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A horticultural wonderland, known as the Eden Project, featuring over one million plants, is very much worth the visit.

Agriculture

Visit the Eden Project – Horticultural Paradise

A horticultural wonderland, known as the Eden Project, featuring over one million plants, is very much worth the visit.

Photo: Eszara

A horticultural wonderland, known as the Eden Project, featuring over one million plants, is very much worth the visit.

Developed by founder Tim Smit, this remarkable site is located in Cornwall, UK, on what once was an abandoned clay mine, dormant for some 160 years,

Visitors to the Eden Project will discover a rich and abundant garden considered by the Guinness Book of Records to be the world’s largest greenhouse. is a unique resource center for people who want to know more about nature and the environment.

The greenhouse features three distinct biomes that feature different environments. A biome is a complex biotic community characterized by distinctive plant and animal species.

Constructed under the guidance of Eden’s chief executive, Tim Smit, a talented team of horticulturalists has created the site.

The enclosed biomes are bubble structures that were constructed using tubular steel space-frames featuring ETFE (ethyltetrafluoroethylene) hexagonal panels. the Rainforest Biome (big enough to fit the Tower of London), and the Mediterranean Biome. In addition, an open-air Outdoor Biome exists, reflecting typical characteristics of English gardens.

The Rainforest Biome features what is reportedly the world’s largest enclosed jungle. It contains tropical plants, a huge cascading waterfall and a canopy lookout. The internal climate is controlled using automated misters to moisten the air (90 percent relative humidity at night, 60 percent in the day), while ground-level pipes irrigate the soil. In addition, the waterfall uses recycled water and also helps keep humidity high.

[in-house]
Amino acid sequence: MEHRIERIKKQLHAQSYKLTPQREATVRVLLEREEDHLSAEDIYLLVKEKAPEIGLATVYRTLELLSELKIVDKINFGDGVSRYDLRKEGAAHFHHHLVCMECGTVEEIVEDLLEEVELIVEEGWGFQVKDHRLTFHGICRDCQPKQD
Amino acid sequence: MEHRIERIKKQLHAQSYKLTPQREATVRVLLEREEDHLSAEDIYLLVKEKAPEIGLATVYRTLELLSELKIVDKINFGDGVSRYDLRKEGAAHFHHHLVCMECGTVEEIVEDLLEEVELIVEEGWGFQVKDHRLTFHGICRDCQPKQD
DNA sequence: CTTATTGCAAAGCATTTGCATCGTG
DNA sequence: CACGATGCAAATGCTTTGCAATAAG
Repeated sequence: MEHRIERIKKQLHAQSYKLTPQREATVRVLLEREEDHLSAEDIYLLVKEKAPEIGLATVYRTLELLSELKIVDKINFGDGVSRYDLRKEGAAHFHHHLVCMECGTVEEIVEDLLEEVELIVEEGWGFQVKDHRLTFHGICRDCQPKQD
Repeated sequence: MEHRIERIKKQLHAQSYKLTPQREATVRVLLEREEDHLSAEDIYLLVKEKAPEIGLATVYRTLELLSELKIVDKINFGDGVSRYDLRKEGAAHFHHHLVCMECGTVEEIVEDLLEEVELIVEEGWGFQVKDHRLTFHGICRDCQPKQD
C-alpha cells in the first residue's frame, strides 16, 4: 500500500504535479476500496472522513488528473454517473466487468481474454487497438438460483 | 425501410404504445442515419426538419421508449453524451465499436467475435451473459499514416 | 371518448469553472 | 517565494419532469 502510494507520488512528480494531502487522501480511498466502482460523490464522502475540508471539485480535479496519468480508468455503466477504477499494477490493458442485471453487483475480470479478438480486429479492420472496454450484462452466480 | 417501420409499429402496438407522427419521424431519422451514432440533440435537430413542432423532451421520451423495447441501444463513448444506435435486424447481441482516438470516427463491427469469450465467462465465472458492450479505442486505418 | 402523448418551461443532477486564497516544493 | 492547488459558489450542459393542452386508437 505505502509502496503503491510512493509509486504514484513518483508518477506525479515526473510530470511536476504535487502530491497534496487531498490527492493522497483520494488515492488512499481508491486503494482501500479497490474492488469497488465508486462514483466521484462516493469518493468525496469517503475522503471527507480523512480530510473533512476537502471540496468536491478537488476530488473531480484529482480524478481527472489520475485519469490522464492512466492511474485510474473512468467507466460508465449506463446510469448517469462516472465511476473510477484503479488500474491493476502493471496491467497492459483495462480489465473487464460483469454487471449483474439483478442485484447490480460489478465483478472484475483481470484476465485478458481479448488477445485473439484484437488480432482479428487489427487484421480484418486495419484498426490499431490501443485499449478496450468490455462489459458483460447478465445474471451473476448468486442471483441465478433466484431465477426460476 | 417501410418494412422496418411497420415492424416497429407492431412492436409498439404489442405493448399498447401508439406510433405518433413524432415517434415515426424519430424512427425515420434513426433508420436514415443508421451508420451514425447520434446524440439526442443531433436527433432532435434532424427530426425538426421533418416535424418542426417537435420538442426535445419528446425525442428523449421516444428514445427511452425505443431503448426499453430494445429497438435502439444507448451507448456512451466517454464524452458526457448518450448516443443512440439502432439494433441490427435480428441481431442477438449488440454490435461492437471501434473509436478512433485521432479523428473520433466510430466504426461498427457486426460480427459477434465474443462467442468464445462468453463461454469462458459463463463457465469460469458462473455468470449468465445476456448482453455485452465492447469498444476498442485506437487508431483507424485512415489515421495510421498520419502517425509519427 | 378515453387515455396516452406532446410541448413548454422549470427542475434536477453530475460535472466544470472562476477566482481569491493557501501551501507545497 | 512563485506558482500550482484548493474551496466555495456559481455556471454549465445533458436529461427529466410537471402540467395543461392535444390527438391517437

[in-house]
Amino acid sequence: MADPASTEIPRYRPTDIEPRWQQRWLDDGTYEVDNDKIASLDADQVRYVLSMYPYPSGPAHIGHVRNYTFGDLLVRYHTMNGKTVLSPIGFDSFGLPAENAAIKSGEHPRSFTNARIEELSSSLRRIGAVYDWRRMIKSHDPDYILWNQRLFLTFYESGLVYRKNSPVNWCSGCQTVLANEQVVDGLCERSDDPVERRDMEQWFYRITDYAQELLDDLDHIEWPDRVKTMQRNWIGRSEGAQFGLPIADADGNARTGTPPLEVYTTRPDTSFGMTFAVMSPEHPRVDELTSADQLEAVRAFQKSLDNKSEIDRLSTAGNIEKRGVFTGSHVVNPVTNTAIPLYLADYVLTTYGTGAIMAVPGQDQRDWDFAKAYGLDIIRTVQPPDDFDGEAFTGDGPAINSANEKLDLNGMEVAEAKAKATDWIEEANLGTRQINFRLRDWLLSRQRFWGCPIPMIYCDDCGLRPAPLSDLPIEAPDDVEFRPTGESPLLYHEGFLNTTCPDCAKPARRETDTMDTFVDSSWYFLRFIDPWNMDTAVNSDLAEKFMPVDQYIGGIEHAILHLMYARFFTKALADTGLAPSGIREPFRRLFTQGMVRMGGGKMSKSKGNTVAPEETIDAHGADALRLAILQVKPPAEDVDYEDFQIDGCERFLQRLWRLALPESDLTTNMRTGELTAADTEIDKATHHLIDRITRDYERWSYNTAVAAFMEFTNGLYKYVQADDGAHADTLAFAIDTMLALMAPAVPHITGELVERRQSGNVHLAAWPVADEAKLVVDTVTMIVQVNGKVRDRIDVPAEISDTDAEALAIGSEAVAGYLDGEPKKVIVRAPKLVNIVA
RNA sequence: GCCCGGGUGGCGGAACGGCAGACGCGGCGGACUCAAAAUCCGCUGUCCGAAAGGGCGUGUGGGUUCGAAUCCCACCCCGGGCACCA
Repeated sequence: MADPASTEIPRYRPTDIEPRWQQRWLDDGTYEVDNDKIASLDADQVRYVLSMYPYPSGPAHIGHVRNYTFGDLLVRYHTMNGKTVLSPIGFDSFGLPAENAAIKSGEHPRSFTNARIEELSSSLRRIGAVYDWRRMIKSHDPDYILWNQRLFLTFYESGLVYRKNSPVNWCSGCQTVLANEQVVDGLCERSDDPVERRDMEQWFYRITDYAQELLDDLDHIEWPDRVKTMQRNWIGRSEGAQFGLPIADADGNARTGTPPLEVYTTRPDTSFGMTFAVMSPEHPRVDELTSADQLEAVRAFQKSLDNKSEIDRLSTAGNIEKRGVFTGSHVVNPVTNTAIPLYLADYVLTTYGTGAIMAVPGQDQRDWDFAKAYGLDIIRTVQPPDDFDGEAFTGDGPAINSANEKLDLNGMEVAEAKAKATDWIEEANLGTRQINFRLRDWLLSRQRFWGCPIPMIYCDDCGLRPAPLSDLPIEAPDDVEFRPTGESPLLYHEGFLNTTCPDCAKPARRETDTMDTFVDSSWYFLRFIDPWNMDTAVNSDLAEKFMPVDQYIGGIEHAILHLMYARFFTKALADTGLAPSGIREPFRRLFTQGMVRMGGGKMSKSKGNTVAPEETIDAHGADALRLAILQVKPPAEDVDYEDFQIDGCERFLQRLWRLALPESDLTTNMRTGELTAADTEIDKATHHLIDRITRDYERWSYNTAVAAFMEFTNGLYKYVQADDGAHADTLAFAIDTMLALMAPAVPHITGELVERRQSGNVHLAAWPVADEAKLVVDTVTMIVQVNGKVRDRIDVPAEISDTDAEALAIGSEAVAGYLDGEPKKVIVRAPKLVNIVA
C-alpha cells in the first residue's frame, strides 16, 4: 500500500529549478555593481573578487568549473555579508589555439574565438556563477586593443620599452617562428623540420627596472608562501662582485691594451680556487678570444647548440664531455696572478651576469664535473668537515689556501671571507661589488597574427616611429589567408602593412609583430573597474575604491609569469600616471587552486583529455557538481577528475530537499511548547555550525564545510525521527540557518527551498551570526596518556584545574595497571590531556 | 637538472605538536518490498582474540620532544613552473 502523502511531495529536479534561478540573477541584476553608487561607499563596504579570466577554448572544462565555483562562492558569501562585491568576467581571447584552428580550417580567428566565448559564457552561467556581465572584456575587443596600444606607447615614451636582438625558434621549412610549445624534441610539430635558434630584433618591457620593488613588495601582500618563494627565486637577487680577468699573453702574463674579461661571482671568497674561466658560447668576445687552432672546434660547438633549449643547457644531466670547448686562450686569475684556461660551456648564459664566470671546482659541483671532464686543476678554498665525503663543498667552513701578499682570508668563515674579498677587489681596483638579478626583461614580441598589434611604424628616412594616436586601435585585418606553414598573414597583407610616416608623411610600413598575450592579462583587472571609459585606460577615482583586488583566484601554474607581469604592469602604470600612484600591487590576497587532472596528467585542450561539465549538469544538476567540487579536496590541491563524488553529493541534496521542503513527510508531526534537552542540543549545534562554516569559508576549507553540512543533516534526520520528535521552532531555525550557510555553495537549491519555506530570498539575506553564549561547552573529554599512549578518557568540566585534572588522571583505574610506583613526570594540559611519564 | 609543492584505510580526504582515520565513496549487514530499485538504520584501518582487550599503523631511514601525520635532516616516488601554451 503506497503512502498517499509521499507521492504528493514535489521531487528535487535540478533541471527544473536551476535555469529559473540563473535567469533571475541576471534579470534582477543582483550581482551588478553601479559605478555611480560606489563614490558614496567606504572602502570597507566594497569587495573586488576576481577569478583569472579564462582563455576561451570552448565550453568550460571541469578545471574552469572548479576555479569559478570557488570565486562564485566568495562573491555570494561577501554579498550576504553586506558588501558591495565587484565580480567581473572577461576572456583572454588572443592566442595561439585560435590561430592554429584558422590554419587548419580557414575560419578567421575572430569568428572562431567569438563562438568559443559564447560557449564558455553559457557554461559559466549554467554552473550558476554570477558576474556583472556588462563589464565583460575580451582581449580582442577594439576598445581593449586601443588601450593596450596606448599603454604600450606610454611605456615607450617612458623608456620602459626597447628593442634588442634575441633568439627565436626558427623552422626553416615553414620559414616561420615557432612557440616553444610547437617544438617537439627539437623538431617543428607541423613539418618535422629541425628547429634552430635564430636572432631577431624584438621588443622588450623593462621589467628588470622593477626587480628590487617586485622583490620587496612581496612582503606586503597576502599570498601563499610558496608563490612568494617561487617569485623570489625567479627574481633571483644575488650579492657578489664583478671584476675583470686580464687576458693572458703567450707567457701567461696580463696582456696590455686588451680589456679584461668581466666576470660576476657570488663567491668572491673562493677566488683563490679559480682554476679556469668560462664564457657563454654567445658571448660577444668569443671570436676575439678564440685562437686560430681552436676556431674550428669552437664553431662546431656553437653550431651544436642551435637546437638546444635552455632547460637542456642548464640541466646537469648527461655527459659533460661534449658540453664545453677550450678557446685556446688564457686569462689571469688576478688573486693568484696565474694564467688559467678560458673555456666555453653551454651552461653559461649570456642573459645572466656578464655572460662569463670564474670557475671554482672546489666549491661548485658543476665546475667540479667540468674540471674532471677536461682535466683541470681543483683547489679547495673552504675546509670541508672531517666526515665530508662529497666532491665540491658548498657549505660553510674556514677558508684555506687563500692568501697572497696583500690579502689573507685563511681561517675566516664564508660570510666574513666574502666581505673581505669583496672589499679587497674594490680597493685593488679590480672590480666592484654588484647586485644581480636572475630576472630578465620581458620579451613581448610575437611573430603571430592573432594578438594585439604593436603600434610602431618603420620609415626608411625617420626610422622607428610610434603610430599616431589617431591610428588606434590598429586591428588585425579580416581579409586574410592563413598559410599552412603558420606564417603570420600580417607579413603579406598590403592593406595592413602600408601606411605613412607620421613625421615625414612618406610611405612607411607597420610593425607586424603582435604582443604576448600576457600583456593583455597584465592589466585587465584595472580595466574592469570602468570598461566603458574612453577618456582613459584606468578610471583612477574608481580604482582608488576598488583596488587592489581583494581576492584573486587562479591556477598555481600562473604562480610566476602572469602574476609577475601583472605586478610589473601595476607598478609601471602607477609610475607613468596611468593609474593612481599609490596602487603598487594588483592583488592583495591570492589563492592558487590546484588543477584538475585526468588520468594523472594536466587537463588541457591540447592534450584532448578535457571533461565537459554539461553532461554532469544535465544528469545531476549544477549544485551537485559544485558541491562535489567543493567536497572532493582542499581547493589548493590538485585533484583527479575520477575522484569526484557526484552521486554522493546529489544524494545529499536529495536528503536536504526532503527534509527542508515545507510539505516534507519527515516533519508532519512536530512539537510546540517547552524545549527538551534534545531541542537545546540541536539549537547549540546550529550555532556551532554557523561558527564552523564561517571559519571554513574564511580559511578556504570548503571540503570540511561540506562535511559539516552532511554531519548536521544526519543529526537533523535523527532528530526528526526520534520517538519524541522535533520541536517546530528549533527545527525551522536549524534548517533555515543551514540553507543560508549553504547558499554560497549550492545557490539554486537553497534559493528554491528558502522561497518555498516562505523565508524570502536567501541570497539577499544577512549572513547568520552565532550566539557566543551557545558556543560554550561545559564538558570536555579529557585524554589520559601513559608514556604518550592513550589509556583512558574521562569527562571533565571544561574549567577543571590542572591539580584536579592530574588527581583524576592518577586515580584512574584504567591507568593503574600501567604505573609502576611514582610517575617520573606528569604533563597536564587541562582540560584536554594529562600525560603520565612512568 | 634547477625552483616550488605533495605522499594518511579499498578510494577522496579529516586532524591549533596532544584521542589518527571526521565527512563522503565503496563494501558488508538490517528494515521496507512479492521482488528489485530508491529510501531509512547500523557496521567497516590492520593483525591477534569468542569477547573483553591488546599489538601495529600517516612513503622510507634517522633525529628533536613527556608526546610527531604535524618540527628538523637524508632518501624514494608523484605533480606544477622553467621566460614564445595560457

The balmy Mediterranean Biome emits the scents of lemon and olive trees, grape vines and perfumed herbs. It’s a representation of plants naturally found in the Mediterranean, South Africa and California. This biome’s climate is kept drier, and open vents are used to reduce humidity and therefore fungal problems.

During the first couple of months of construction, 43 million gallons (162.7 million liters) of rainwater drained into the site, which prompted the engineers to come up with a subterranean drainage system. It is currently used to collect all the rainwater entering the site.

The Outdoor Biome displays an array of flora that suits the UK climate including tea, lavender, hops, hemp and sunflowers. The garden also serves as a source of information, featuring stories of plants, and how they can be used to create medicine, fuels, materials and food throughout the world.

Last month during its global torch relay, the World Harmony Run carried its torch to the Eden Project and presented a special award to Tim Smit, “for his major contribution to changing the world into one where, in his own words, ‘plants provide a canvas on which we can paint an optimistic future.'”

The Eden Project is open to the public all year round and hosts a variety of education, entertainment and charity programs.

PHOTO: Eszara Flickr

 

 
 
 
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Written By

is a writer, producer, and director. Meyers was editor and site director of Green Building Elements, a contributing writer for CleanTechnica, and is founder of Green Streets MediaTrain, a communications connection and eLearning hub. As an independent producer, he's been involved in the development, production and distribution of television and distance learning programs for both the education industry and corporate sector. He also is an avid gardener and loves sustainable innovation.

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